So I won't list them, I'll just do them, and I think I might be able to handle it all a little better! Hopefully I'll be able to jump back into regular "Doings at Rooglewood" posts again next month.
Anyway, we still have a few days of read-along left, so I hope all of you will continue with me to the end.
Whoops! Almost forgot! Here is the name of this week's winner:
Well done! And what perfect timing, since you just submitted the lovely fan art below! Please email me (email@example.com) with your mailing address, and I'll get your prize in the mail. (I still haven't mailed two of the other prizes too, so I promise all of you who are patiently waiting that I'll get your copies of Veiled Rose to you this next week.)
Those monsters were never supposed to be real. Here is another one of the major themes of Veiled Rose, captured in a nutshell. And it definitely illustrates all over again the hidden truth’s of Lionheart’s soul. The monsters were never meant to be real . . . but his courage and heroics were. Yet as the story progresses, Lionheart is beginning to realize which was the truth and which was the fiction. It’s not the reality he would like to face, however, so he continues to deceive himself. He continues to tell himself that somehow, someday, he will be the hero.
Only now, he believes being the hero means somehow taking that precious ring from a sweet, naïve young lady.
The ring: Again, it’s so much more interesting to me reading these scenes in the context of more recent stories . . . specifically Golden Daughter, in which you, my dear readers, will learn some of the history and significance of Una’s ring. It means much, much more than either Heartless or Veiled Rose ever reveal!
Have I mentioned to the two-fold inspiration behind this ring yet? I think I did back in the Heartless read-along, but I don’t believe I’ve talked about it yet in this one. So I’ll mention it now . . .
I needed to give Una some physical symbol of her heart. Something she could give away that would represent what she was truly giving. So I made it a ring. And then it expanded from there. I chose to make it an opal ring in a literary nod to George MacDonald and The Princess and the Goblin. In that story, Princess Irene is given an opal ring by her great-great-great grandmother, a ring which also boasts some interesting allegorical significance (though not the same allegorical significance for which I used it). I made my ring a cluster of opals because of a lovely opal ring my grandmother gave me years back, which looks like this.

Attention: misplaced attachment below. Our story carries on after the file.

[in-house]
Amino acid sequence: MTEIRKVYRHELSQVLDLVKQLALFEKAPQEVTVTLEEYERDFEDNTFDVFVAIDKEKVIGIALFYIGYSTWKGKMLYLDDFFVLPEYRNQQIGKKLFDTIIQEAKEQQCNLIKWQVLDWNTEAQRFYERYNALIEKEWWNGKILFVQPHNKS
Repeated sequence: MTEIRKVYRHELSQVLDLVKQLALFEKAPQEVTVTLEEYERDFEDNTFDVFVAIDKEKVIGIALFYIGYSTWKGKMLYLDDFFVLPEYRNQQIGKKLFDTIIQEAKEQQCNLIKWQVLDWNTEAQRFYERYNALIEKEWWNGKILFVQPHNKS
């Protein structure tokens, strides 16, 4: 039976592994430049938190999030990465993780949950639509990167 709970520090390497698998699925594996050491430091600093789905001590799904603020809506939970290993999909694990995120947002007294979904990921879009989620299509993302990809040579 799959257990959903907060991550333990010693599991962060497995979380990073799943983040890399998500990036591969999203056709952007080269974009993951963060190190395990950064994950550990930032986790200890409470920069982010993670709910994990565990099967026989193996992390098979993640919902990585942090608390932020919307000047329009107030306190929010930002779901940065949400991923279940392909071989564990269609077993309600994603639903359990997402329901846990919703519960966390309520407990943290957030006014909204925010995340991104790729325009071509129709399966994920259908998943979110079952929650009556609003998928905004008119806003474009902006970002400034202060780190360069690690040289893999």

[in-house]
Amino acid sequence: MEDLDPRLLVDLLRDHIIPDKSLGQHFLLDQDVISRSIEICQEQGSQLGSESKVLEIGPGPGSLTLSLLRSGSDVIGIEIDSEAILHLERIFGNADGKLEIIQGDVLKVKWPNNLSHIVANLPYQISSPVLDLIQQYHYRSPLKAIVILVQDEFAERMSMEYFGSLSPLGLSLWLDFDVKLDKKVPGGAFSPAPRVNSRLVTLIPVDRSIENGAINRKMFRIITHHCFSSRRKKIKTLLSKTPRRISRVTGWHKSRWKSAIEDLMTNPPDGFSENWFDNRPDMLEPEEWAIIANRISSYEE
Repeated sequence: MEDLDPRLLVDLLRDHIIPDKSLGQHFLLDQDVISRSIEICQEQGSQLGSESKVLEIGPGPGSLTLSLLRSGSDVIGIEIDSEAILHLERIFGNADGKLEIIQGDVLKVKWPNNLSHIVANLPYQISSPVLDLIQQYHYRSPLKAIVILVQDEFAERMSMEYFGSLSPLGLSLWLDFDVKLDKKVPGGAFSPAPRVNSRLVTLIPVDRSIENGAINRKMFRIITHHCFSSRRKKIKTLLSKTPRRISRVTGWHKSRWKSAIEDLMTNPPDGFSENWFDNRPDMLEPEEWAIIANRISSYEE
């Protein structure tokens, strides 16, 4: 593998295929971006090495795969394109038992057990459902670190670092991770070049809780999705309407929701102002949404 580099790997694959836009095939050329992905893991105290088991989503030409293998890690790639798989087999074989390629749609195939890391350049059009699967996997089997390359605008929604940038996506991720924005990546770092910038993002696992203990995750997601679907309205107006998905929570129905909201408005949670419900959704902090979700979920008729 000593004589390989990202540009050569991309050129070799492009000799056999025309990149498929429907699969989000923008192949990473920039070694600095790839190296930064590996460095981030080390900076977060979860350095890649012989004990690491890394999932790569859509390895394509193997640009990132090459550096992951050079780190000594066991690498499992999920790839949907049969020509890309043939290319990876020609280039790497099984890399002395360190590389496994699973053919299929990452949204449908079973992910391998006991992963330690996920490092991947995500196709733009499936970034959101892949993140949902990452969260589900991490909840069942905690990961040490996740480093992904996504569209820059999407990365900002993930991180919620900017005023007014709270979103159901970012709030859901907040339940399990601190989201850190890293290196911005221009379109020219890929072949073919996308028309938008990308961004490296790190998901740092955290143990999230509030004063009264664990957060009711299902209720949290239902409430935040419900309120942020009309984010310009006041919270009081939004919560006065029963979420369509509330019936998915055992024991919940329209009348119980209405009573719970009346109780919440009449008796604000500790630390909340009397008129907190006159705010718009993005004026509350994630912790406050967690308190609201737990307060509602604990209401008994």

Since then, I have been very pleased with the opal-cluster concept, since it fits that much more naturally into the newly-developed history behind the ring. A history that fits so perfectly (I think), that I am sometimes surprised I didn’t know it from the beginning! But many aspects of this world has surprised me the same way . . . as though it’s all right there, waiting for me, and I simply have to dig down to find it.
The old bridge: The old bridge features in Heartless as well, and all of the characters are very carefully warned never to cross over it. That is a mystery that remains unexplained through both Heartless and Veiled Rose . . . but keep reading! Moonblood may just have some answers for you.
As to the origin of the old bridge, well, that you’ll have to wait for a little bit longer. But I think you might be getting your answers as of Book 9. I just need to write Book 8 first!
Another new look at an old scene: The scene between Una and Leonard down by the old bridge featured in Heartless as well. However, in Heartless we viewed the scene entirely from Una’s perspective . . . and here, we are seeing it entirely from Lionheart’s.
We realize now that there was a surprising amount of menace in this scene of which Una was entirely unaware! She had no idea how desperately Lionheart wanted to take her ring, even by force. She had no idea how strong were the urgings whispering in his head, telling him to take what he must, telling him to possess his dream.
Again, I think this is further prove that, immature though they might be, Lionheart’s feelings for Una were genuine. Were he simply using her or even just casually interested, I think he would have succumbed to the Lady’s urgings much more quickly. He would not have been able to control himself . . . to wait until Una was ready to offer the ring of her own accord.
The duke returns: Another new little development is our insiders’ knowledge that Lionheart and the Duke of Shippening have met before. Definitely changes our whole perspective on the scene of Lionheart’s song . . . reemphasizing our hero’s brashness. I mean, does he really think the duke won’t recognize the jester’s costume? Or the man who freed his Faerie slave?
The declaration: Again, we get to see Lionheart’s declaration of his true identity, now from his perspective. It was definitely interesting trying to find ways to make this scene feel fresh! But I like some of the lines in it, such as: “A Fool? Try idiot instead!”